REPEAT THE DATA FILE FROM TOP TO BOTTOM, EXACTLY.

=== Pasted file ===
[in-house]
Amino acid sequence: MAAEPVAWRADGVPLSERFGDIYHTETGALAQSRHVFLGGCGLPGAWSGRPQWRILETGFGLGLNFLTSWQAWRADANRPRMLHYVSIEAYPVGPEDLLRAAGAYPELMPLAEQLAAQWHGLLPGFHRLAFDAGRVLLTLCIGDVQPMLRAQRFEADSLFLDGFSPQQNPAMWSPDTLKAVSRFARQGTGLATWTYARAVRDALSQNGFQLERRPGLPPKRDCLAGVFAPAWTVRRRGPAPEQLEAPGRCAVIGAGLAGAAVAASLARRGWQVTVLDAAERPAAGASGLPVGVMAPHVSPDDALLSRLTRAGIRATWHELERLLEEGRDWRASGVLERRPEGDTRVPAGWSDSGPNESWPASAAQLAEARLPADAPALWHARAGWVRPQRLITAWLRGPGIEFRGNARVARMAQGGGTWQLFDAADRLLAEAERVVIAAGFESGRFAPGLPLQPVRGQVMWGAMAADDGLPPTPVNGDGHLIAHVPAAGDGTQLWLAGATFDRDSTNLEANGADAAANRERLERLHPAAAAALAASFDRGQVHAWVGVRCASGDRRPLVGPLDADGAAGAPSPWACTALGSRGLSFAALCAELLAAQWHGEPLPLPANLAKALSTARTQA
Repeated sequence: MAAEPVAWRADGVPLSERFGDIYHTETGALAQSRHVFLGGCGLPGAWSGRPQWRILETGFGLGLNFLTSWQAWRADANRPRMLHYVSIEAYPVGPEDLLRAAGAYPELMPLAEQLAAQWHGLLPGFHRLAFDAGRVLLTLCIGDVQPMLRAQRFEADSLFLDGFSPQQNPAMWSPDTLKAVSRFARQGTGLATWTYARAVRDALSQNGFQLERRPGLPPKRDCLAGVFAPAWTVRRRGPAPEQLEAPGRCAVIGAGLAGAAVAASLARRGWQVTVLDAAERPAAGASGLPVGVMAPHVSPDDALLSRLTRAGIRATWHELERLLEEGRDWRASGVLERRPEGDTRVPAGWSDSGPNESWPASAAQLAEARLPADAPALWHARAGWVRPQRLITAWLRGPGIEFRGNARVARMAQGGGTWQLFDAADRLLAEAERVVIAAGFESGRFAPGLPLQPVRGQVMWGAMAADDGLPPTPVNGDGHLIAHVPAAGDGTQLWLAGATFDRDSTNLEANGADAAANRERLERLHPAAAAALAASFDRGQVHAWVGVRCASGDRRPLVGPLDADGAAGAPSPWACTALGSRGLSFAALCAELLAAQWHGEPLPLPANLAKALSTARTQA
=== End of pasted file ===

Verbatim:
[in-house]
Amino acid sequence: MAAEPVAWRADGVPLSERFGDIYHTETGALAQSRHVFLGGCGLPGAWSGRPQWRILETGFGLGLNFLTSWQAWRADANRPRMLHYVSIEAYPVGPEDLLRAAGAYPELMPLAEQLAAQWHGLLPGFHRLAFDAGRVLLTLCIGDVQPMLRAQRFEADSLFLDGFSPQQNPAMWSPDTLKAVSRFARQGTGLATWTYARAVRDALSQNGFQLERRPGLPPKRDCLAGVFAPAWTVRRRGPAPEQLEAPGRCAVIGAGLAGAAVAASLARRGWQVTVLDAAERPAAGASGLPVGVMAPHVSPDDALLSRLTRAGIRATWHELERLLEEGRDWRASGVLERRPEGDTRVPAGWSDSGPNESWPASAAQLAEARLPADAPALWHARAGWVRPQRLITAWLRGPGIEFRGNARVARMAQGGGTWQLFDAADRLLAEAERVVIAAGFESGRFAPGLPLQPVRGQVMWGAMAADDGLPPTPVNGDGHLIAHVPAAGDGTQLWLAGATFDRDSTNLEANGADAAANRERLERLHPAAAAALAASFDRGQVHAWVGVRCASGDRRPLVGPLDADGAAGAPSPWACTALGSRGLSFAALCAELLAAQWHGEPLPLPANLAKALSTARTQA
Repeated sequence: MAAEPVAWRADGVPLSERFGDIYHTETGALAQSRHVFLGGCGLPGAWSGRPQWRILETGFGLGLNFLTSWQAWRADANRPRMLHYVSIEAYPVGPEDLLRAAGAYPELMPLAEQLAAQWHGLLPGFHRLAFDAGRVLLTLCIGDVQPMLRAQRFEADSLFLDGFSPQQNPAMWSPDTLKAVSRFARQGTGLATWTYARAVRDALSQNGFQLERRPGLPPKRDCLAGVFAPAWTVRRRGPAPEQLEAPGRCAVIGAGLAGAAVAASLARRGWQVTVLDAAERPAAGASGLPVGVMAPHVSPDDALLSRLTRAGIRATWHELERLLEEGRDWRASGVLERRPEGDTRVPAGWSDSGPNESWPASAAQLAEARLPADAPALWHARAGWVRPQRLITAWLRGPGIEFRGNARVARMAQGGGTWQLFDAADRLLAEAERVVIAAGFESGRFAPGLPLQPVRGQVMWGAMAADDGLPPTPVNGDGHLIAHVPAAGDGTQLWLAGATFDRDSTNLEANGADAAANRERLERLHPAAAAALAASFDRGQVHAWVGVRCASGDRRPLVGPLDADGAAGAPSPWACTALGSRGLSFAALCAELLAAQWHGEPLPLPANLAKALSTARTQA